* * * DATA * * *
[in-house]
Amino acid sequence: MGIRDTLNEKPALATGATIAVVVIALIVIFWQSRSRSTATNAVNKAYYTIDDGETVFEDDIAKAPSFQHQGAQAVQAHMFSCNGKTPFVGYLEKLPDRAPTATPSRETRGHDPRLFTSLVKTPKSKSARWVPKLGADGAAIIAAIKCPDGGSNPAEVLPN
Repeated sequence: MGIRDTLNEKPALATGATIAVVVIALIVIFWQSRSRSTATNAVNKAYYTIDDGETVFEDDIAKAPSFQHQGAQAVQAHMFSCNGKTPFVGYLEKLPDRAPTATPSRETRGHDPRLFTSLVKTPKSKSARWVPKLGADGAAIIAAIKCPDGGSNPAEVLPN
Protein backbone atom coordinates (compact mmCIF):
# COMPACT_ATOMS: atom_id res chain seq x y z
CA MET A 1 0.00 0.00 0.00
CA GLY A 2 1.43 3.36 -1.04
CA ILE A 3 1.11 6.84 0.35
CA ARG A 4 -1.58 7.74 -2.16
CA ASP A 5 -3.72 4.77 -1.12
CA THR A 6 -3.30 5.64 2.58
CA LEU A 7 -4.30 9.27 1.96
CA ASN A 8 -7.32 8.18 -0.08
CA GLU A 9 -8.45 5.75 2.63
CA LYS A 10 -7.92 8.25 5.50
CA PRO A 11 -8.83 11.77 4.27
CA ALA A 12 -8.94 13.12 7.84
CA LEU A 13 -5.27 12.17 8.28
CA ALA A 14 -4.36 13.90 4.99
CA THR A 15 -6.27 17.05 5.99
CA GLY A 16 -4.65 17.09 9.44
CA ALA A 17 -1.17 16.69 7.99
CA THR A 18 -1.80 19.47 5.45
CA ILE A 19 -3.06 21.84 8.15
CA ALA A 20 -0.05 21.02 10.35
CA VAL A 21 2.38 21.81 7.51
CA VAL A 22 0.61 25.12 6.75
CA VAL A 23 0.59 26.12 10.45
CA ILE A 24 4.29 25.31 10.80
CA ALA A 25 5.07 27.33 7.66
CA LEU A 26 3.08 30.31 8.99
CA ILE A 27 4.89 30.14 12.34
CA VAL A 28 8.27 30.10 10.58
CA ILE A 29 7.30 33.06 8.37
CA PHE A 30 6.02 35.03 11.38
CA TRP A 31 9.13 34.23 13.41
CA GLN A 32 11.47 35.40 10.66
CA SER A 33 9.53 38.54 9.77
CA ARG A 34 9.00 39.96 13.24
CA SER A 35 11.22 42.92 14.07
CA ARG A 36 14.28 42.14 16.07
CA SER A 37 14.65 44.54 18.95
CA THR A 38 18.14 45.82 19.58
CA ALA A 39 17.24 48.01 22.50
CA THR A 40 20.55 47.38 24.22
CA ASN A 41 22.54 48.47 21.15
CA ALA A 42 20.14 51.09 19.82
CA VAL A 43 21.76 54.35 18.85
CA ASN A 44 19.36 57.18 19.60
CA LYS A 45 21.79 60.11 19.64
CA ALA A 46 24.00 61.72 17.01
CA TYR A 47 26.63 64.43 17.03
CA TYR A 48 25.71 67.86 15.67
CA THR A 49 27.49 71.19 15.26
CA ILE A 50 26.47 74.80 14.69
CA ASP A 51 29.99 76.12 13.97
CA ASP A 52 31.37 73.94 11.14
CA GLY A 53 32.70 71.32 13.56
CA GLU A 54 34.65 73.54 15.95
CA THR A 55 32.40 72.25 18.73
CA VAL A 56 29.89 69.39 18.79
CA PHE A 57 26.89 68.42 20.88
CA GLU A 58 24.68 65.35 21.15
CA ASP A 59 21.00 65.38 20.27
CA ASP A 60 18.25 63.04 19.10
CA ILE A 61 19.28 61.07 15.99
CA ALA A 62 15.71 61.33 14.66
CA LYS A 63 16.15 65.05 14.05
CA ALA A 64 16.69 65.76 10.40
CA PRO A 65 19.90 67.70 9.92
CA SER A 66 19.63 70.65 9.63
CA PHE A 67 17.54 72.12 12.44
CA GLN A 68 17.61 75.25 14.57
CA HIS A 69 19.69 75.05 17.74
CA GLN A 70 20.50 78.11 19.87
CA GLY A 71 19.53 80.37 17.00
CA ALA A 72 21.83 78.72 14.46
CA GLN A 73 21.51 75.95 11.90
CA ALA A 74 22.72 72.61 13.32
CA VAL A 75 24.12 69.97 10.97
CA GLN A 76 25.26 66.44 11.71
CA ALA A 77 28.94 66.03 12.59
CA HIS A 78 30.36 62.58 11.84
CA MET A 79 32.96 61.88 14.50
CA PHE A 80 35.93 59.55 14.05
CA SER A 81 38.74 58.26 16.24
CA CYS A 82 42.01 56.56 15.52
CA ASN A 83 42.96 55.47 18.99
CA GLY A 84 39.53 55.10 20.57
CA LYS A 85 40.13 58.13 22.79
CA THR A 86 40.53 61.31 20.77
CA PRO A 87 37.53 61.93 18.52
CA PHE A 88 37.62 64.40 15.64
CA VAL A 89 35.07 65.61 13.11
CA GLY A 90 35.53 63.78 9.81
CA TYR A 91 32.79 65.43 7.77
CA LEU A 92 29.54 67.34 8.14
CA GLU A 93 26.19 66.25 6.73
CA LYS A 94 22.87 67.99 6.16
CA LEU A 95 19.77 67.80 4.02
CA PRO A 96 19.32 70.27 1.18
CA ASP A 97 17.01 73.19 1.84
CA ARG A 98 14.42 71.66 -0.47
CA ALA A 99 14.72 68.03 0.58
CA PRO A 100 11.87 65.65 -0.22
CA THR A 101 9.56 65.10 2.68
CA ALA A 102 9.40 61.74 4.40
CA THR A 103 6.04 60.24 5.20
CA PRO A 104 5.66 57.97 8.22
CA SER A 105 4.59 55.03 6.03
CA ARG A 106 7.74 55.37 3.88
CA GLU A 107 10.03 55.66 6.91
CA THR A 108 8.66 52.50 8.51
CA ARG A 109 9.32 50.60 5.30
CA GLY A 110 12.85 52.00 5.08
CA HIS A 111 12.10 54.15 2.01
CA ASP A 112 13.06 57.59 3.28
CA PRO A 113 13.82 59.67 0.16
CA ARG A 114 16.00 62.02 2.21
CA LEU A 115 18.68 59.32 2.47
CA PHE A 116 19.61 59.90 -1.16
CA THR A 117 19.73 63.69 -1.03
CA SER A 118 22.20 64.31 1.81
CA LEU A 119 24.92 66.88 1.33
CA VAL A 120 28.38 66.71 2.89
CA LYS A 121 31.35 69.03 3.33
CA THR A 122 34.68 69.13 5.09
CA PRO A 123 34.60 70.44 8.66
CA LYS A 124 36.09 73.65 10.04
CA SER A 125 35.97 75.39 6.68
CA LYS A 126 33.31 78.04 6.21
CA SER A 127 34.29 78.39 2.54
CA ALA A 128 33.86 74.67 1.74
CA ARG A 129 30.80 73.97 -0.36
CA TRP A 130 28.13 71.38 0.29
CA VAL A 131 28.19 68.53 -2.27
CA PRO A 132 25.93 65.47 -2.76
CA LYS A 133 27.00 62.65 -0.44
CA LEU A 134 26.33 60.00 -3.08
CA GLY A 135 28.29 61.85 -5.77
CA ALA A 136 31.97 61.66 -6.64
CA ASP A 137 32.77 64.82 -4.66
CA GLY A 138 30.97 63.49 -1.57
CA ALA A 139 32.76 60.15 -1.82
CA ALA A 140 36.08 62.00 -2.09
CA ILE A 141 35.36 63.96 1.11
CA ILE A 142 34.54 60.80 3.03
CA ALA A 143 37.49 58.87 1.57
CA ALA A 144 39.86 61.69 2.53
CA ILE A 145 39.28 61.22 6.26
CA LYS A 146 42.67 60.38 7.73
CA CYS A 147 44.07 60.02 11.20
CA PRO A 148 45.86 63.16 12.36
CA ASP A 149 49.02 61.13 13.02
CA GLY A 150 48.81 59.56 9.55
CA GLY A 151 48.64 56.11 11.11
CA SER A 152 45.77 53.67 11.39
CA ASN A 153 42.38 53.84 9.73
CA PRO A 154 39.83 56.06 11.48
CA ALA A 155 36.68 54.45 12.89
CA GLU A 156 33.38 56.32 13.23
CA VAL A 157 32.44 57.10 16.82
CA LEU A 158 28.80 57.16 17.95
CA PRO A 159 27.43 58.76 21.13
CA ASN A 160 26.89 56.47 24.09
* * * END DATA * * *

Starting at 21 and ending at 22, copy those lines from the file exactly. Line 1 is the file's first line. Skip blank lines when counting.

CA GLY A 16 -4.65 17.09 9.44
CA ALA A 17 -1.17 16.69 7.99